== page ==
The need to hire 3,500 teachers in a rush to reduce class sizes in British Columbia is undermining the recruitment effort at the most expensive and remote districts, the province’s teachers union says.
BC Teachers’ Federation president Glen Hansman said a surge in job openings resulted in a “domino effect,” with teachers moving around the province to more desirable districts.
“As early as May and June, we had a lot of our current members in northern and remote school districts in the province apply for and accept jobs in the Okanagan and the Lower Mainland and likewise, current members who perhaps live in Vancouver applying for jobs elsewhere,” he said.
The hiring frenzy across B.C. public schools is the result of a Supreme Court of Canada decision last year that restored former rules around class size and composition that the previous BC Liberal government overstepped with legislation that the courts deemed unconstitutional.
The province’s northern-most school district, Stikine, lost about half its teachers, who took advantage of the opportunity to move to bigger urban centres or closer to other friends and relatives, Mr. Hansman said.
More than half of Vancouver teachers live in other cities in the region, and Mr. Hansman said the losses in that district are also believed to be the result of teachers wanting a shorter commute.
The Vancouver School Board said it had 342 full-time equivalent positions created by the new class-size requirements and it lost 125 teachers who took jobs in other school districts.
Superintendent John Lewis said the decision for some teachers to transition to districts closer to where they live was “understandable.” Despite all the vacancies, the board was down to 72 postings last week, he said.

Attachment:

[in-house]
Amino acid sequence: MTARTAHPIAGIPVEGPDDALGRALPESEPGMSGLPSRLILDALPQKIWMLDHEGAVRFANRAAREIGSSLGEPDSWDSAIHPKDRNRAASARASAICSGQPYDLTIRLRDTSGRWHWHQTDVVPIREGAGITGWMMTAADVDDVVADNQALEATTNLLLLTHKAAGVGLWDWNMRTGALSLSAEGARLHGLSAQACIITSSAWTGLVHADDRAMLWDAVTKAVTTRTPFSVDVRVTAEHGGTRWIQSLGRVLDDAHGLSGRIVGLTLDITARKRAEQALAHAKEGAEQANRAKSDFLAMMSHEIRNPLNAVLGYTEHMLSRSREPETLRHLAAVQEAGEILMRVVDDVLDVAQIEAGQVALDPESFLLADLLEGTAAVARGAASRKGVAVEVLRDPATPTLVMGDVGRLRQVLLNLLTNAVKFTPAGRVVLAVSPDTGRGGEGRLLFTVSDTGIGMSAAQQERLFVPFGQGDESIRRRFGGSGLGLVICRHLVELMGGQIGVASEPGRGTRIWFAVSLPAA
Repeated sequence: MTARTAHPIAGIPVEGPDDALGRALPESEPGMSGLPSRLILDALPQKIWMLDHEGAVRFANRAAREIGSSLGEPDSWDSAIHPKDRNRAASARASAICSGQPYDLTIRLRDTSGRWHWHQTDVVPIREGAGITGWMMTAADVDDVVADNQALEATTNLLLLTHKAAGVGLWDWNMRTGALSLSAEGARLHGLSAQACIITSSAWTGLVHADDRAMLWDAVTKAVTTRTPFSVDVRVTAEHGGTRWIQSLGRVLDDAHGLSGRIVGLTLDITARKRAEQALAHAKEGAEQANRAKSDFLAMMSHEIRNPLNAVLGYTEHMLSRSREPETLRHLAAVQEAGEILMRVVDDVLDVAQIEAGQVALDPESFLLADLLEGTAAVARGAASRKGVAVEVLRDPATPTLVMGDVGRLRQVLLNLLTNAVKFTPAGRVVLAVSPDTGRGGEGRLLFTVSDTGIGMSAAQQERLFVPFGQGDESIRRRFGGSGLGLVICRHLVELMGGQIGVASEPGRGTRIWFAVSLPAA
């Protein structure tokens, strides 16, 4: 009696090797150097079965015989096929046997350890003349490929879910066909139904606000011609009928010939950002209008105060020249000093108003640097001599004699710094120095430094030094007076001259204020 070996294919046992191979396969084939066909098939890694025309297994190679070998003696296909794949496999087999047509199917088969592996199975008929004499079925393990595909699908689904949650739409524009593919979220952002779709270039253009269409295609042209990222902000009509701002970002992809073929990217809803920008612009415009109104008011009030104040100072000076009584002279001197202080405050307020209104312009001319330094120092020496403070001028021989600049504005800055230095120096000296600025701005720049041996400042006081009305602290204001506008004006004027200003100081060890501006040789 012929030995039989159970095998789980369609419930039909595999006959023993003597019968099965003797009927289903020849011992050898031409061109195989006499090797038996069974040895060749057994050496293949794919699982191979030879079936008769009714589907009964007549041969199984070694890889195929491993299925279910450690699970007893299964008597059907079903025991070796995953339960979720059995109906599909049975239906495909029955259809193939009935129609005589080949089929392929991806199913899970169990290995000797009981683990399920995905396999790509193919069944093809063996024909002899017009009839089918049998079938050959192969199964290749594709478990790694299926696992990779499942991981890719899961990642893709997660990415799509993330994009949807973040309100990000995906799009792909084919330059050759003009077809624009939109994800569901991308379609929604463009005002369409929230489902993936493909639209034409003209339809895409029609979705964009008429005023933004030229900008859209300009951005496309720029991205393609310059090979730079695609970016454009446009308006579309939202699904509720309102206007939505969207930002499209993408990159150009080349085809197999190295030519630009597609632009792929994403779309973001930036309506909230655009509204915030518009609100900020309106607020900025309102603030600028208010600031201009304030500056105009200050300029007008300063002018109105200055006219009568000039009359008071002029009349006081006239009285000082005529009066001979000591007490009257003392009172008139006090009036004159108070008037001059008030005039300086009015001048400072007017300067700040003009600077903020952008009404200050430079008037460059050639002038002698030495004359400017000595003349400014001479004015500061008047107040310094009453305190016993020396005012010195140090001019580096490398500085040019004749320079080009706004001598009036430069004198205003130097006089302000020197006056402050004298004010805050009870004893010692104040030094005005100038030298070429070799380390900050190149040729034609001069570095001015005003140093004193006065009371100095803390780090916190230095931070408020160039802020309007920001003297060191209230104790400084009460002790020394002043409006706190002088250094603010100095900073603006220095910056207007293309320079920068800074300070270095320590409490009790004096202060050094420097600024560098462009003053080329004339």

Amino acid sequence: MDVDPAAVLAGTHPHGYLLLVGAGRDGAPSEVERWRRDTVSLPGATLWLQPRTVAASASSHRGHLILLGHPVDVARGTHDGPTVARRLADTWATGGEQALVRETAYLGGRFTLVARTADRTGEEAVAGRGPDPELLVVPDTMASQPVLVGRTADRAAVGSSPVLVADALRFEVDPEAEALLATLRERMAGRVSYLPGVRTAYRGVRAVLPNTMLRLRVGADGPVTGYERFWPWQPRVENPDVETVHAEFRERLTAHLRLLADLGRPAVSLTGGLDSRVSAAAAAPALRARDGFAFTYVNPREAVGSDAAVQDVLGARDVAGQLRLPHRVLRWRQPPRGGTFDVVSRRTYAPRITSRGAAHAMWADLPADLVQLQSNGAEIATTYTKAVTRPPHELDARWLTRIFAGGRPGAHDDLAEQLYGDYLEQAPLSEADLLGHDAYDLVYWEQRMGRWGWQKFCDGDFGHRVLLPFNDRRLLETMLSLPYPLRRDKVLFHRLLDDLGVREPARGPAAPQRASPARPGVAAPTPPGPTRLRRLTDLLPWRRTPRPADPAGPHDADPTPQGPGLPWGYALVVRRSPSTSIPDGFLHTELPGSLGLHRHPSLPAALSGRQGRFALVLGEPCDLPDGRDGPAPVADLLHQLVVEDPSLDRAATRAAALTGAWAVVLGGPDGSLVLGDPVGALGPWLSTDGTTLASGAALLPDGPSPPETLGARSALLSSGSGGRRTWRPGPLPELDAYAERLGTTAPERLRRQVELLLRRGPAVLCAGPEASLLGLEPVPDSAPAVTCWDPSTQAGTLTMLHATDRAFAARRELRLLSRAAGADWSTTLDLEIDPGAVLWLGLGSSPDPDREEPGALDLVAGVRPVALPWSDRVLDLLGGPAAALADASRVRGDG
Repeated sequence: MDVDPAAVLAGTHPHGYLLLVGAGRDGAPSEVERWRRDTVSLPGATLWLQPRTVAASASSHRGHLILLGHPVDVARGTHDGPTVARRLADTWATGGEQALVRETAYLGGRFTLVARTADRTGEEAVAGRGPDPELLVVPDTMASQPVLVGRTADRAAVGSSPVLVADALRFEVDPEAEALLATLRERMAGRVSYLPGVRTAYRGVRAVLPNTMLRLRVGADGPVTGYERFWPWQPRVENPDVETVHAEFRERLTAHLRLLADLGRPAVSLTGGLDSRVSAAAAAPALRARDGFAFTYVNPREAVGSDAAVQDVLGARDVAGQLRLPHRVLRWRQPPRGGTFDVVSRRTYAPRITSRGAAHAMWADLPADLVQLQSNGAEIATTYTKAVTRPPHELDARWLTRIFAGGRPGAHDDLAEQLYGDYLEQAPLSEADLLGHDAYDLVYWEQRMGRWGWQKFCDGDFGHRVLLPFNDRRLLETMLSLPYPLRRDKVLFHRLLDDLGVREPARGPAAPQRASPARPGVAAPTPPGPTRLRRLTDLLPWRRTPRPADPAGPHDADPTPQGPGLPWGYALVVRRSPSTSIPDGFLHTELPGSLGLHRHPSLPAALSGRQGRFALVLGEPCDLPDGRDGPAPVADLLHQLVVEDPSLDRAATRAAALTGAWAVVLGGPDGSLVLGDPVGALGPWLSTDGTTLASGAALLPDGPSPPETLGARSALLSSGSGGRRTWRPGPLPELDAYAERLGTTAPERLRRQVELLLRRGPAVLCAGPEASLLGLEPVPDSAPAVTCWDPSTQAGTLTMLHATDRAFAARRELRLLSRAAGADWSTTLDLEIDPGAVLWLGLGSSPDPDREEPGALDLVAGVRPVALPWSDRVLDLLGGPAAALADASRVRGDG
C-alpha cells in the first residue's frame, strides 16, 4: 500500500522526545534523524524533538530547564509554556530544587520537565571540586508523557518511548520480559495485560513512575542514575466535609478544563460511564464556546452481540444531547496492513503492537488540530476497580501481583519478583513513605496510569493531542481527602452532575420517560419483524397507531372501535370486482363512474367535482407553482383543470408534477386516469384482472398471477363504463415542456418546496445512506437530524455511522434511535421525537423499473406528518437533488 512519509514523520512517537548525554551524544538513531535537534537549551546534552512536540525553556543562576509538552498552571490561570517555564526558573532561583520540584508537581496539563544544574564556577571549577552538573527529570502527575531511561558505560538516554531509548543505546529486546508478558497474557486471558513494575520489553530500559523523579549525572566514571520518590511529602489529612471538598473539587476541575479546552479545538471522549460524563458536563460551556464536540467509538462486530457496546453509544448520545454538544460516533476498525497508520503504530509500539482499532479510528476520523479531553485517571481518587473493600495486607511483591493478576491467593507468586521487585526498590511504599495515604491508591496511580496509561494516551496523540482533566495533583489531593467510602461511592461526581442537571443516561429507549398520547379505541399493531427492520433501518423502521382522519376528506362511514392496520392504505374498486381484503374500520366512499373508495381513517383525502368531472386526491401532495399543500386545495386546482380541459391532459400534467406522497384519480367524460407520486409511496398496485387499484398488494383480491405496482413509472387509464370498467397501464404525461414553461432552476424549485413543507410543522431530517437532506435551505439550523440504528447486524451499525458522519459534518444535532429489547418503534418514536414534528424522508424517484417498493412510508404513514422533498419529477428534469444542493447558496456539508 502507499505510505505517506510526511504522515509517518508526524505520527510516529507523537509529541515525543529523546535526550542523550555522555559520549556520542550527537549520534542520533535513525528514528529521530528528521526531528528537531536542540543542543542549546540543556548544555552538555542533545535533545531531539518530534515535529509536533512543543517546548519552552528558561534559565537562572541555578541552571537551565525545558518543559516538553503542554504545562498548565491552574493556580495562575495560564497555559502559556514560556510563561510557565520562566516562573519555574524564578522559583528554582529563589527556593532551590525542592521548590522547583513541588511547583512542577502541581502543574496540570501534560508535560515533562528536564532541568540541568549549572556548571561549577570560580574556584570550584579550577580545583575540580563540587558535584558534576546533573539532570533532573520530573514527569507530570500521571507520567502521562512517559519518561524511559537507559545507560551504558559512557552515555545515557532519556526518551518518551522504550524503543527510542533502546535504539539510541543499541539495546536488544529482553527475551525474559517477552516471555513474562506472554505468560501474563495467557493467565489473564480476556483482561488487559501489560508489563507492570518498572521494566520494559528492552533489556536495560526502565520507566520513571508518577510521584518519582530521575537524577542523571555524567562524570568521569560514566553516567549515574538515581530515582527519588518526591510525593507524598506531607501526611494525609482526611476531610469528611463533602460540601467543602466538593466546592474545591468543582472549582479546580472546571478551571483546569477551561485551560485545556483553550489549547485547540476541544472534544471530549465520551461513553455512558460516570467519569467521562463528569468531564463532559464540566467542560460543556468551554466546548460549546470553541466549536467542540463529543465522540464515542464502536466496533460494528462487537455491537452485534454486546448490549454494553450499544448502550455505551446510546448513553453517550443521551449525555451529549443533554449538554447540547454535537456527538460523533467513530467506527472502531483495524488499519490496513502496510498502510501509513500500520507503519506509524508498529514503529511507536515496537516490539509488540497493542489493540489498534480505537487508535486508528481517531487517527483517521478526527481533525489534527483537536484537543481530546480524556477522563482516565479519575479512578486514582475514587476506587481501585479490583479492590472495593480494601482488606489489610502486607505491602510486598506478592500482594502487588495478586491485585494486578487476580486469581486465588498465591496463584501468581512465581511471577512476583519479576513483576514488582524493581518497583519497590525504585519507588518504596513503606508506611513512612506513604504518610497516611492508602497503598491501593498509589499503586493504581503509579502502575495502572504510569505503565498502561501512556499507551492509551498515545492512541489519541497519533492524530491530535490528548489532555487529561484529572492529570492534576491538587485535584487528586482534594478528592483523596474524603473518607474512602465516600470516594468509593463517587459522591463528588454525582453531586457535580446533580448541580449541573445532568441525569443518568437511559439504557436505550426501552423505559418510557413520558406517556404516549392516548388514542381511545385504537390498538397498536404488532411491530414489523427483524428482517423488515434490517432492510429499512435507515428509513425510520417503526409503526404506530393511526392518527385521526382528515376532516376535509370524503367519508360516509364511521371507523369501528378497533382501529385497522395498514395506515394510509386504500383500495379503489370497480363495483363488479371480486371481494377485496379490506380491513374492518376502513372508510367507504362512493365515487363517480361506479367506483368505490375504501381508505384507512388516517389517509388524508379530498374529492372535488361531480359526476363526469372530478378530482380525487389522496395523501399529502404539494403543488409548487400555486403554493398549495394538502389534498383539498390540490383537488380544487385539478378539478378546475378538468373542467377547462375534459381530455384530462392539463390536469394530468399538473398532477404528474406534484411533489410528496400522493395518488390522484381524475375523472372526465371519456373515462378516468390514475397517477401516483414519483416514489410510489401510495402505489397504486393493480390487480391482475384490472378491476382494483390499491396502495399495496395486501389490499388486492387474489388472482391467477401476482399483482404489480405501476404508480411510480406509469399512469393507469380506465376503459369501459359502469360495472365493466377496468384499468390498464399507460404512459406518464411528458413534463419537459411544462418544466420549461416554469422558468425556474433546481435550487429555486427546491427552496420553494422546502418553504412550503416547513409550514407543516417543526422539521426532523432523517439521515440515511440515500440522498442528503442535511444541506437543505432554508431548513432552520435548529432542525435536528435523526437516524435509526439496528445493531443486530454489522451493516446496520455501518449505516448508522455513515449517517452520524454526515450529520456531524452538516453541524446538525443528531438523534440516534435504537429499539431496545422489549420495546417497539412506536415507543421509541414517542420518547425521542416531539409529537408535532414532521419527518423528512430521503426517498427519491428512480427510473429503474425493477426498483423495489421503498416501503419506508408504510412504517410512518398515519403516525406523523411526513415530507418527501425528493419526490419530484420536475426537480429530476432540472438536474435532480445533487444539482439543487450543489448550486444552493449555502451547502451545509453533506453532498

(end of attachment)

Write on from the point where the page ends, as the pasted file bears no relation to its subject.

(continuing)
Mr. Lewis said the high cost of living and housing affordability in Vancouver is an issue and competition with openings in nearby, more affordable districts such as Langley and Surrey have added to the challenge.
Shane Johnson, a recently hired substitute teacher in North Vancouver, said location was a major factor in his decision in applying for jobs this fall.
“I wasn’t willing to spend three hours a day in a commute,” he said, adding that he was initially open to moving, but with all the new positions that became available, that no longer seemed necessary.
Mr. Johnson said he considered applying in Vancouver, but word of instability at the district deterred him.
The Vancouver district was among those in the province exploring options for school closures to meet budget demands last year, and its trustees were fired by the previous Liberal government after failing to pass a balanced budget.
Mr. Lewis said while the Vancouver board has had its challenges, in the classroom, teachers are provided with a constructive, positive working environment with room for professional development.
Mr. Lewis said substitute and district-placed specialized teachers are being re-assigned to fill the gaps at the head of the classroom while the other positions are being filled.
It’s a move the BC Confederation of Parent Advisory Councils said risks leaving children with the greatest needs without adequate support.
“In the past, many special-needs students have been sent home when resources and supports are cancelled,” council president Jen Mezei said in a news release.
The Education Ministry said in a statement that while most school districts have met their targets, the situation across the province is “fluid” and hiring for the new positions is expected to continue until the end of the month.
In the long term, Vancouver District Parent Advisory Council chair Rob Peregoodoff said he wants to see the province and school board create incentives to address the challenges of attracting teaching talent, such as subsidized housing.
The teachers’ union is also suggesting increasing the number of spots in teacher education programs in B.C. and offering student loan forgiveness to those who take jobs in the province to meet the renewed need for educators.